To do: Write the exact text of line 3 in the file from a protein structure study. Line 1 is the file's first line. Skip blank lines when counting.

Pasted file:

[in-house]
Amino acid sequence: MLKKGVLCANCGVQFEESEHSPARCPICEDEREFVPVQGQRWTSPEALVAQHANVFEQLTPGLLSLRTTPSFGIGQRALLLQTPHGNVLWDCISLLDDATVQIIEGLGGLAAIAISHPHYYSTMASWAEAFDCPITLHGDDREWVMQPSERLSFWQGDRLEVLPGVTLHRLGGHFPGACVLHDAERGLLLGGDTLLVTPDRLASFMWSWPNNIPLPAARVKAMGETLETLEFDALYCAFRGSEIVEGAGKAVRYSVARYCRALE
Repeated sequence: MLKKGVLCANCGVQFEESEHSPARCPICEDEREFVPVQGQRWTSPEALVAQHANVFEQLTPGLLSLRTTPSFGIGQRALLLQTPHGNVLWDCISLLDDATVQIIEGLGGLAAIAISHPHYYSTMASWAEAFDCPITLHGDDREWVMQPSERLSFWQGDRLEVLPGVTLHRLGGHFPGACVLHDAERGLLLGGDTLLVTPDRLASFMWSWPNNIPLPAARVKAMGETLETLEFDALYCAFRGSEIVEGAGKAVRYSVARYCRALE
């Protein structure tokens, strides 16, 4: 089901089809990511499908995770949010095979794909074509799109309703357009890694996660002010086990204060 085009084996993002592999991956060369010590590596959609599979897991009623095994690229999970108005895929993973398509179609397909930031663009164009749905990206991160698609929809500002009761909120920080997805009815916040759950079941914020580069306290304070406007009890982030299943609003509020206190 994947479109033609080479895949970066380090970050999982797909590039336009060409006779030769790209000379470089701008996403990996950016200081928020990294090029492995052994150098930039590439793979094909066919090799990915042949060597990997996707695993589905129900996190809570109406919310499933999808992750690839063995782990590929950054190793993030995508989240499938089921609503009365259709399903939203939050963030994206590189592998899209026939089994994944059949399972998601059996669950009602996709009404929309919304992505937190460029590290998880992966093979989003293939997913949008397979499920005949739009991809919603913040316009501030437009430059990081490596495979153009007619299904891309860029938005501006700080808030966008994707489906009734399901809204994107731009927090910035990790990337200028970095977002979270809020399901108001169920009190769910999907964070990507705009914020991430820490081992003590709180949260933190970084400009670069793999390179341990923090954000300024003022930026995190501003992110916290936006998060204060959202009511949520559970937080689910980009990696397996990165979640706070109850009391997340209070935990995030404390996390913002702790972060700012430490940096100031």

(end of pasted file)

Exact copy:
Repeated sequence: MLKKGVLCANCGVQFEESEHSPARCPICEDEREFVPVQGQRWTSPEALVAQHANVFEQLTPGLLSLRTTPSFGIGQRALLLQTPHGNVLWDCISLLDDATVQIIEGLGGLAAIAISHPHYYSTMASWAEAFDCPITLHGDDREWVMQPSERLSFWQGDRLEVLPGVTLHRLGGHFPGACVLHDAERGLLLGGDTLLVTPDRLASFMWSWPNNIPLPAARVKAMGETLETLEFDALYCAFRGSEIVEGAGKAVRYSVARYCRALE